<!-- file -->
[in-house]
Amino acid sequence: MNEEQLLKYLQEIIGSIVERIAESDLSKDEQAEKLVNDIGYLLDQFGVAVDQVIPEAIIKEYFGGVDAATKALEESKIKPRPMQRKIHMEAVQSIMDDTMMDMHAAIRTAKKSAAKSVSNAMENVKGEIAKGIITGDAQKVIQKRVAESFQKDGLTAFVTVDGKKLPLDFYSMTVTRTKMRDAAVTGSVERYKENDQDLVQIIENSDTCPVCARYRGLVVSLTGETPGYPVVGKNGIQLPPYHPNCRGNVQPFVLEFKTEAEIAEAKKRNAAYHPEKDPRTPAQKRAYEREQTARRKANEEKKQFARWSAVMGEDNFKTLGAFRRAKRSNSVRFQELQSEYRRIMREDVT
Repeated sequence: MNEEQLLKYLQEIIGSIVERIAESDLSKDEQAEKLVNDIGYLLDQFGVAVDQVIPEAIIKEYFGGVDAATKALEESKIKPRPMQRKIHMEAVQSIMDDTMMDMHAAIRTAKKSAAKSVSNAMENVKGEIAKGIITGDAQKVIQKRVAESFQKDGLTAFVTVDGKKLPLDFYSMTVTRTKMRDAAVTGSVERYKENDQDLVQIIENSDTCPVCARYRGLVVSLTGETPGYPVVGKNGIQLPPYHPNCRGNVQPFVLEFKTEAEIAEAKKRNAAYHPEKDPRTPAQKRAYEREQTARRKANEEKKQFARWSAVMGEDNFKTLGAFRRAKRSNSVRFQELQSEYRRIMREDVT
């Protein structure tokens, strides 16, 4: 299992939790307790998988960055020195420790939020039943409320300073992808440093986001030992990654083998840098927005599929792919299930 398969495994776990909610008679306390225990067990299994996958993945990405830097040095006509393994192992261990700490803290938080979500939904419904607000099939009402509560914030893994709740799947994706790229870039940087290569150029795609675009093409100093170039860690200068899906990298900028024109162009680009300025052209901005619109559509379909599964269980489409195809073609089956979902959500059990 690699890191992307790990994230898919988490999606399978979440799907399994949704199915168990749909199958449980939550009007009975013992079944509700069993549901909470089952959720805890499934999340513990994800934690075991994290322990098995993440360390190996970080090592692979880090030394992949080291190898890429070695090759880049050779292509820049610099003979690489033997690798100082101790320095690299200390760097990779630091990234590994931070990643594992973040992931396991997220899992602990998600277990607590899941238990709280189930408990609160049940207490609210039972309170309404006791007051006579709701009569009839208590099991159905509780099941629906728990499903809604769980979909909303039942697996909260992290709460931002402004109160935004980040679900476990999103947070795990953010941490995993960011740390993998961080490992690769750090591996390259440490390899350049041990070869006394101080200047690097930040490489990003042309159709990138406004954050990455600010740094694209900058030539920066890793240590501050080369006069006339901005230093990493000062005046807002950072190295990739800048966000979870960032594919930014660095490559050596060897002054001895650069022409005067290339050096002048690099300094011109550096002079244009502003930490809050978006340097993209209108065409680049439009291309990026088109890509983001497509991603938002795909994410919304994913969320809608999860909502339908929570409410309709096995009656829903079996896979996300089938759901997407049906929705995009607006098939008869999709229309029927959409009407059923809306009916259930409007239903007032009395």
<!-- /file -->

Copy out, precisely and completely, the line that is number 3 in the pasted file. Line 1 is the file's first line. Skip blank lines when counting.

Repeated sequence: MNEEQLLKYLQEIIGSIVERIAESDLSKDEQAEKLVNDIGYLLDQFGVAVDQVIPEAIIKEYFGGVDAATKALEESKIKPRPMQRKIHMEAVQSIMDDTMMDMHAAIRTAKKSAAKSVSNAMENVKGEIAKGIITGDAQKVIQKRVAESFQKDGLTAFVTVDGKKLPLDFYSMTVTRTKMRDAAVTGSVERYKENDQDLVQIIENSDTCPVCARYRGLVVSLTGETPGYPVVGKNGIQLPPYHPNCRGNVQPFVLEFKTEAEIAEAKKRNAAYHPEKDPRTPAQKRAYEREQTARRKANEEKKQFARWSAVMGEDNFKTLGAFRRAKRSNSVRFQELQSEYRRIMREDVT